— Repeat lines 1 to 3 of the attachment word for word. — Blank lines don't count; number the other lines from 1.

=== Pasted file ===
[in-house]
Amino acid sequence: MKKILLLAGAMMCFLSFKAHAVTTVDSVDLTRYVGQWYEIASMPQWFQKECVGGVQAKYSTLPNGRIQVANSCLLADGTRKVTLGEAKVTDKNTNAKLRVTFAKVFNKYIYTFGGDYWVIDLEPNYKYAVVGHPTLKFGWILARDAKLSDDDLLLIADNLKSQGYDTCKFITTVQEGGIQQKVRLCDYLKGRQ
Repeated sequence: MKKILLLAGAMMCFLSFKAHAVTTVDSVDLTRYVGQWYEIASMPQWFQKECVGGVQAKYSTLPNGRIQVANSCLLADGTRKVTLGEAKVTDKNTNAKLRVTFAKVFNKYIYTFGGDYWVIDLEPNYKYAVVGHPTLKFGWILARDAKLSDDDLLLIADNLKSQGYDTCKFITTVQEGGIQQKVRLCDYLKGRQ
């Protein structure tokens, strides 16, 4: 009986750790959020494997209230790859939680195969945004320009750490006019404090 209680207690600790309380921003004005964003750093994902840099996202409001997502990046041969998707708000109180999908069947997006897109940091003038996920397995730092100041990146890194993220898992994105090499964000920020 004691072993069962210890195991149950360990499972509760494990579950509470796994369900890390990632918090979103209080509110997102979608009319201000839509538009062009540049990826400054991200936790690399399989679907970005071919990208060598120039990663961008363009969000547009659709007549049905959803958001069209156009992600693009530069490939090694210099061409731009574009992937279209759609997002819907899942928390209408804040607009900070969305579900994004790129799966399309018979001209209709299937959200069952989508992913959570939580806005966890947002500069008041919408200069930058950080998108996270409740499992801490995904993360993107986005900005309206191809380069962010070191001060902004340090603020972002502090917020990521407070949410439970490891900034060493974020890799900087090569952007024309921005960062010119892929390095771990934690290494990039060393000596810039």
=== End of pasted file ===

[in-house]
Amino acid sequence: MKKILLLAGAMMCFLSFKAHAVTTVDSVDLTRYVGQWYEIASMPQWFQKECVGGVQAKYSTLPNGRIQVANSCLLADGTRKVTLGEAKVTDKNTNAKLRVTFAKVFNKYIYTFGGDYWVIDLEPNYKYAVVGHPTLKFGWILARDAKLSDDDLLLIADNLKSQGYDTCKFITTVQEGGIQQKVRLCDYLKGRQ
Repeated sequence: MKKILLLAGAMMCFLSFKAHAVTTVDSVDLTRYVGQWYEIASMPQWFQKECVGGVQAKYSTLPNGRIQVANSCLLADGTRKVTLGEAKVTDKNTNAKLRVTFAKVFNKYIYTFGGDYWVIDLEPNYKYAVVGHPTLKFGWILARDAKLSDDDLLLIADNLKSQGYDTCKFITTVQEGGIQQKVRLCDYLKGRQ